OGDEN — Valerie Young wiped away tears as Emilie Parker’s motorcade passed by on Monroe Boulevard.
Young, of Ogden, was one of those carrying pink flowers, waving pink ribbons, holding signs and balloons as they stood along the street Saturday to pay tribute to the 6-year-old girl who was killed in Newtown, Conn., along with 19 other children and six adults at Sandy Hook Elementary School.
Emilie’s funeral is one of the last ones to take place and is the only one to be held west of the Mississippi.
Emilie’s parents are Robbie and Alissa Parker, who met at Ben Lomond High School. The funeral was held at the Rock Cliff LDS Stake Center, which is just north of the high school.
About 800 people attended the funeral, mostly friends and family. The family had requested that only friends and family members attend the funeral but did allow media to sit in the overflow section. No cameras were allowed inside the church.
“This is our way to show love and support to the family,” Young said as she reached down to her own 6-year-old daughter. “It’s just a small thing, but it’s something we can do.”
Young went to school with Robbie Parker.
“Robbie’s a good person,” she said. “He didn’t deserve this.”
Kierston and Karl Prescott bundled up their 2-month-old son and also waited in the cold for the funeral procession on Monroe Boulevard.
“Everybody’s hearts hurt, and we want to show our support,” Karl Prescott said.
Layton resident Ben Winter, 8, handed out pink carnations to those along Monroe Boulevard. He was there with his mother, Amy Winter.
“I know (Emilie) likes pink flowers, and I want the family to remember her,” said Ben, who has never met the Parker family.
Amy Winter said she and her son just wanted to show Emilie’s family support on Saturday.
Ogden police sent about a dozen motorcycle officers to help with the procession and to patrol the area.
About 50 members of Bikers Against Child Abuse parked their motorcycles, all adorned with pink and green ribbons, along the street leading to the church parking lot. Pink was Emilie’s favorite color, and green and white are the colors of her school back in Connecticut.
BACA members came to make sure the family “could say good-bye to their little girl in peace,” one biker said.
Several bikers also tied pink bows onto cars and trucks parked along the street to show support for Emilie.
Emilie’s cousin, Caleb Garrett, was one of the speakers at the funeral, which was attended by several dignitaries, including Gov. Gary Herbert and Elder Quentin L. Cook, of the Quorum of the Twelve Apostles of The Church of Jesus Christ of Latter-day Saints.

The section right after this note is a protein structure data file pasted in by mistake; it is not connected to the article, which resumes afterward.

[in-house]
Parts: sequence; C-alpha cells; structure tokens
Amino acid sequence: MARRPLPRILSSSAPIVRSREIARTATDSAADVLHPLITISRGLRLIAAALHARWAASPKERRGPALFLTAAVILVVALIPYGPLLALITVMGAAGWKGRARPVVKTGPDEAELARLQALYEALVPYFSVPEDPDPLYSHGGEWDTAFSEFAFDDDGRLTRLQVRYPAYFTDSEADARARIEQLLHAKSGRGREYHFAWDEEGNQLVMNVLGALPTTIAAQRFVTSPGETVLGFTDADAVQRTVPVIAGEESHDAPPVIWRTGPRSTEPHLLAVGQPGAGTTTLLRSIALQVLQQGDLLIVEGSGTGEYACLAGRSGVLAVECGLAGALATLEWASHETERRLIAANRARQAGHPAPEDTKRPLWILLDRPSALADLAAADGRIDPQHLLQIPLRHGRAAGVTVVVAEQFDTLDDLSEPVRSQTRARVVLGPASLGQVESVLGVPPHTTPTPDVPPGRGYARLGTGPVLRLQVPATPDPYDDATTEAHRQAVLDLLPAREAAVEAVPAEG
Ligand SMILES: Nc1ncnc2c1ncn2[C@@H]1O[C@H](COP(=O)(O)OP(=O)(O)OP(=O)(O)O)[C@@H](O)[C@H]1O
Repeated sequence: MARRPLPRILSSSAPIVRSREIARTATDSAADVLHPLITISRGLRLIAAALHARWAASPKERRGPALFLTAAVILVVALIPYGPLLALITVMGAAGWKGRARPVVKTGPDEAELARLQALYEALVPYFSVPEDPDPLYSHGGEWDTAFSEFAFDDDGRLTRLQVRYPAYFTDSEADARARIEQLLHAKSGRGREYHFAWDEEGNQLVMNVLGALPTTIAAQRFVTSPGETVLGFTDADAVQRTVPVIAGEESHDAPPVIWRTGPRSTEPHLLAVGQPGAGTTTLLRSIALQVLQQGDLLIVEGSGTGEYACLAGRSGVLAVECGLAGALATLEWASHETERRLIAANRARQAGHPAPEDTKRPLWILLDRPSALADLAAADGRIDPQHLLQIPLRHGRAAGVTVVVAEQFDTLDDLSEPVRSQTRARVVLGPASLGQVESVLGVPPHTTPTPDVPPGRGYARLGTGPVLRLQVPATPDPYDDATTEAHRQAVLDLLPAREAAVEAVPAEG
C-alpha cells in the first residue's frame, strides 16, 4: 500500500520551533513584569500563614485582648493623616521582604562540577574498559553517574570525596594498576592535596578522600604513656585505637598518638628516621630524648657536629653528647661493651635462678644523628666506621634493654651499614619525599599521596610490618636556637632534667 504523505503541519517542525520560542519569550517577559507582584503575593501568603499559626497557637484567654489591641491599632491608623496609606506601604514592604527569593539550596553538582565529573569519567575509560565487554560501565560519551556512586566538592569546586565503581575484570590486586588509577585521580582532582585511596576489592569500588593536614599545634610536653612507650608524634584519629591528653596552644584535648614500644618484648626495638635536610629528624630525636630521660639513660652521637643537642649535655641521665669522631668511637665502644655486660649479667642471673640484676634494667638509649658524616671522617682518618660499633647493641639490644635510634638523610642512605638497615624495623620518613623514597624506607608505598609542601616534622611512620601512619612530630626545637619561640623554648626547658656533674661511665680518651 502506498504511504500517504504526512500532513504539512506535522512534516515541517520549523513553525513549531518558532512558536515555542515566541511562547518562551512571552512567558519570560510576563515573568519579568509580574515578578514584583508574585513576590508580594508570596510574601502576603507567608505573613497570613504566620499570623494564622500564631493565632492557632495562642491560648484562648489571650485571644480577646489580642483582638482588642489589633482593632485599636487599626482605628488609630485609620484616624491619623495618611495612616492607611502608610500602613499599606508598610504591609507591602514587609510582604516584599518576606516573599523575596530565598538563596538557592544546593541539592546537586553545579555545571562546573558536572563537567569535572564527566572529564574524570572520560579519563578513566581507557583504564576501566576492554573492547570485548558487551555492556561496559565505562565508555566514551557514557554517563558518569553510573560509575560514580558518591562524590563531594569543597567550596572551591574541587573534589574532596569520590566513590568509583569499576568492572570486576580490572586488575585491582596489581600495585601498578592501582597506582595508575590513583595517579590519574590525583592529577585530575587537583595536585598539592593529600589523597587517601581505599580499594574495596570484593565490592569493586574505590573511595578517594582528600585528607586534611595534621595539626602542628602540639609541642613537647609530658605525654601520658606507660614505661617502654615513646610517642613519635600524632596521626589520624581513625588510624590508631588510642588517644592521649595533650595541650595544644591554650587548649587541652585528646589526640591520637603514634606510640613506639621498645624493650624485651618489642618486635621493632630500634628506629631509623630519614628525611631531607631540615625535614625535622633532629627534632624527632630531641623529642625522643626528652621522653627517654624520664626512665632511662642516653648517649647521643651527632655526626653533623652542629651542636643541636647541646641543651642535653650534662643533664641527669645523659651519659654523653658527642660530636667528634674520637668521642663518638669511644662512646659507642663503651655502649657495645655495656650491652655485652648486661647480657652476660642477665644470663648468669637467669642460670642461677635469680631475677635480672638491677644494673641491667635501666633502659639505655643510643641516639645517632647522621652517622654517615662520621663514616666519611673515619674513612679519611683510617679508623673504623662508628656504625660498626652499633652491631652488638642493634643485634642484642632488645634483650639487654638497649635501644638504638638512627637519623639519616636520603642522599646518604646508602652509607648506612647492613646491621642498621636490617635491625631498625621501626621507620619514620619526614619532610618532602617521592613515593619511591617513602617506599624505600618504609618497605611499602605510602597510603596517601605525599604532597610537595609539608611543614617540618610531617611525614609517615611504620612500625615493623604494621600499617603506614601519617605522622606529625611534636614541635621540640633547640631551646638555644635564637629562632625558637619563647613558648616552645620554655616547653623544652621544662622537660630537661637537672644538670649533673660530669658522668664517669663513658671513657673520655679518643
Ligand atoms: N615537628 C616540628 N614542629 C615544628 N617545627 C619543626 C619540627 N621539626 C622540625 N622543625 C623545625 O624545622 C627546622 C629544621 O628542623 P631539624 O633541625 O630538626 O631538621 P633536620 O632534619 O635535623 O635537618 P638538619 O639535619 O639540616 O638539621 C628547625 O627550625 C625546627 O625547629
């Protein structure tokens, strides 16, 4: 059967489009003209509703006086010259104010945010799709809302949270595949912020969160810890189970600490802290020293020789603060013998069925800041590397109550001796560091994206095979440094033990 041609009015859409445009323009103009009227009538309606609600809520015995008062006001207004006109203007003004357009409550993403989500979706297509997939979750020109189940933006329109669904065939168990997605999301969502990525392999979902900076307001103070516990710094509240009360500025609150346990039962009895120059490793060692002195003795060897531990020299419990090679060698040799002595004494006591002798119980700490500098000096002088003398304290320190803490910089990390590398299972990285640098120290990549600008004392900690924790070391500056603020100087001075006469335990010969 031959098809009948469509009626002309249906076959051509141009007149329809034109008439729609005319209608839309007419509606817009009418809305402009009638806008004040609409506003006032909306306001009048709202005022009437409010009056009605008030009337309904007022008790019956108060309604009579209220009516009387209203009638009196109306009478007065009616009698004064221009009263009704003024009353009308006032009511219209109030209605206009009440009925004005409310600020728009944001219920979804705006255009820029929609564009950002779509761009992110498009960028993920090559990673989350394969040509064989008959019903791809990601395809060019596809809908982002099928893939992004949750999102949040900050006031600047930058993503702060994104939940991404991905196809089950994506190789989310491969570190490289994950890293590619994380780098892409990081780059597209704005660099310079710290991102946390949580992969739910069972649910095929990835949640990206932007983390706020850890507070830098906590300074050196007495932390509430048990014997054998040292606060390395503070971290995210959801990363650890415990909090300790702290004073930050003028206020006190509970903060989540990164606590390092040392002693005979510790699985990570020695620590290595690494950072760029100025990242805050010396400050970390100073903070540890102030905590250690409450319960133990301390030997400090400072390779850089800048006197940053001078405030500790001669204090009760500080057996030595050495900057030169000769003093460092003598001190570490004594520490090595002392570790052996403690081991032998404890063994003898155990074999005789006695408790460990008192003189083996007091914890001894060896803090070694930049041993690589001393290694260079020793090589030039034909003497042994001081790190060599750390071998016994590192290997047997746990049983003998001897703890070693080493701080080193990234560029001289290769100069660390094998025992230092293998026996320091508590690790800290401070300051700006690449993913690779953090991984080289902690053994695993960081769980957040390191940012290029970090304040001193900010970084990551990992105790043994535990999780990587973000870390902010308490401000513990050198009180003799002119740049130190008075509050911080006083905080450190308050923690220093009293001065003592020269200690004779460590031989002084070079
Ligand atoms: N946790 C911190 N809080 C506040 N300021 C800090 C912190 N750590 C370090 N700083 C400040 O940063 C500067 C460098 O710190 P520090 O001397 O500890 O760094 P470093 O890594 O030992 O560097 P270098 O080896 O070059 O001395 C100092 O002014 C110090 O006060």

Caleb talked about how creative and artistic his young cousin was and how, when she spoke, “I felt like the world was a wonderful place to be in.”
“As we move forward, we should remember the life that Emilie lived and that will help us.”
Bishop Brett Keller, the Parker family’s bishop from Newtown, also spoke at the funeral.
Keller told about last Sunday’s church meeting when he sat with the children on the floor in the Primary room in their church house.
He asked the children who was a friend with Emilie.
“Every single hand shot up,” he said.
He told the children that Emilie was with Heavenly Father and she is “safe and very protected,” Keller said.
Robbie Parker also spoke at the funeral. He talked about how his first-born daughter never gave up, whether it was learning to draw something or make a friend.
Emilie had once come home from school and said one of the boys in her class “was very rude,” Robbie Parker said. They talked about different solutions. The next day, she came home and said he was still rude, but she continued thinking of different solutions.
Finally, one day, Emilie came home and reported that “he didn’t say one mean thing to me today,” Robbie Parker said.
Because the family moved a lot because of Robbie Parker’s profession as a physician assistant, they did not have time to make friends.
Emilie became “that friend for both of us,” Robbie Parker said.
“When she was born, we knew she was a special gift from our Heavenly Father.”
Emilie was buried in Evergreen Memorial Park in Ogden.